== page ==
December 14, 2011 - 2:39 PM
Updated: 2:38 p.m.; 4:09 p.m. -- with comments from Demone Smith.; 6:58 p.m. -- links to documents involving claim of "illegal meeting."
The Common Council's majority leader said today he has the necessary votes to make him the next Council president, a move that forms a new majority in the lawmaking body that some view as more friendly to Mayor Byron W. Brown.
Lovejoy Council Member Richard A. Fontana (pictured at right) said he has votes from at least five of his colleagues to take the reins of the city's legislative branch when it reorganizes in January.
Fontana, who previously expressed interest in the presidency, also said there are at least five votes to make Masten Council Member Demone A. Smith (pictured below) the new majority leader.
Current Council President David A. Franczyk, who has held the post for eight years, said the expected shift on the Council weakens the body's independence.
"He's giving the mayor control of the Common Council," Franczyk said today.
Fontana disputed Franczyk's claim, saying he's worked on behalf of all Council members and plans on continuing to do so.
"I've always been an independent Council member and I'm not going to change that as Council president," he said.
Smith said that him taking the majority leader post is one scenario that could play out.
"There's a lot of people that want to be majority leader," Smith said.
In terms of Fontana and the Council presidency, Smith said there are five lawmakers solidly behind him.
"We think we need a change," he said.
The move represents a departure of Fontana from the ruling majority, which also included South Council Member Michael P. Kearns, Niagara Council Member David A. Rivera, Delaware Council Member Michael J. LoCurto and Francyzk.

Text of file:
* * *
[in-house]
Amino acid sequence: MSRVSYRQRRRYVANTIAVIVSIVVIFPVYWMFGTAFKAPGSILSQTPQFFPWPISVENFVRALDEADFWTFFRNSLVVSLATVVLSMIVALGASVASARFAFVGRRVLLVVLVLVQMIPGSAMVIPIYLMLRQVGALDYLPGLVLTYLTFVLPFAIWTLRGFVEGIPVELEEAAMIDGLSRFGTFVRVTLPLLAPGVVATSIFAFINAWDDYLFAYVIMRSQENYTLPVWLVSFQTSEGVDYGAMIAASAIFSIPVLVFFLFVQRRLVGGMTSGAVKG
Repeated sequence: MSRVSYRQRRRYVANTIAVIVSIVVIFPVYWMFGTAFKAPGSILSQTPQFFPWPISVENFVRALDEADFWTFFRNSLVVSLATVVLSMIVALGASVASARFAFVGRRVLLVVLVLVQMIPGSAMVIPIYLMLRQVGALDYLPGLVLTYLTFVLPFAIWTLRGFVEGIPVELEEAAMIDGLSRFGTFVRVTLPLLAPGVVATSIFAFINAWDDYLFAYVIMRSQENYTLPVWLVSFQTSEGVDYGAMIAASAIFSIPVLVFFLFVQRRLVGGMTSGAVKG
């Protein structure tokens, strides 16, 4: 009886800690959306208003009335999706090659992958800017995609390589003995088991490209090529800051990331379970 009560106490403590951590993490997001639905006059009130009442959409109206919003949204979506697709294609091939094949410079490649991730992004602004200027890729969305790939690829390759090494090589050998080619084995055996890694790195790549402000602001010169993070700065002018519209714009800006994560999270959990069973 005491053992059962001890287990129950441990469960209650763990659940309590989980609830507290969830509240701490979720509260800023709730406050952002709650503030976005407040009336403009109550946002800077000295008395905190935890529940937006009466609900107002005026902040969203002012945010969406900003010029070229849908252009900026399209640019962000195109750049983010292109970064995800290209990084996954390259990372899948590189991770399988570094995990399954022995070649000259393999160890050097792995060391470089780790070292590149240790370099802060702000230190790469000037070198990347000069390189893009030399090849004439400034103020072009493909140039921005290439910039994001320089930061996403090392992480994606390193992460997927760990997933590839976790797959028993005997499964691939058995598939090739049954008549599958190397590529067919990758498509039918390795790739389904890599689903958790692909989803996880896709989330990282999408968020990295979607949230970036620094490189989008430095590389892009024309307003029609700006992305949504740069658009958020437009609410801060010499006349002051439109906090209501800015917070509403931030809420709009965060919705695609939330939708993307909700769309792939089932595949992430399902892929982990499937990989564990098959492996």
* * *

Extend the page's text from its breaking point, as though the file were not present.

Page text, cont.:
The new majority would include Fontana, Smith, Ellicott Council Member Darius G. Pridgen, University Council Member Bonnie E. Russell and North Council Member Joseph Golombek Jr.
A Council majority has various powers, including being able to decide which lawmakers become chairs of various committees, as well as on staffing appointments in the City Clerk's Office and to the Council's central staff.
The reorganization of the Council, which happens every two years, was supposed to be discussed during a caucus held Tuesday night at a Seneca Street restaurant. The official votes on reorganization happen in early January.
Instead, after some lawmakers called television news crews and made claims about a potentially illegal meeting, no Council business was discussed Tuesday night, lawmakers who attended said.
Here's the Channel 2 report and the Channel 4 report.
The Buffalo News received no prior notice of the meeting, even though a memo dated Dec. 7 about the planned meeting was circulated to Council members.
Fontana today produced an opinion from interim Corporation Council David Rodriguez -- a mayoral appointee -- that found no violation with the meeting.
Compare the latest meeting notice to the one Franczyk sent out for the 2009 reorganization meeting.
Stay tuned for updates. That's all for updates for today. Check out tomorrow's paper for more.
Follow me on Twitter: @BeseckerBN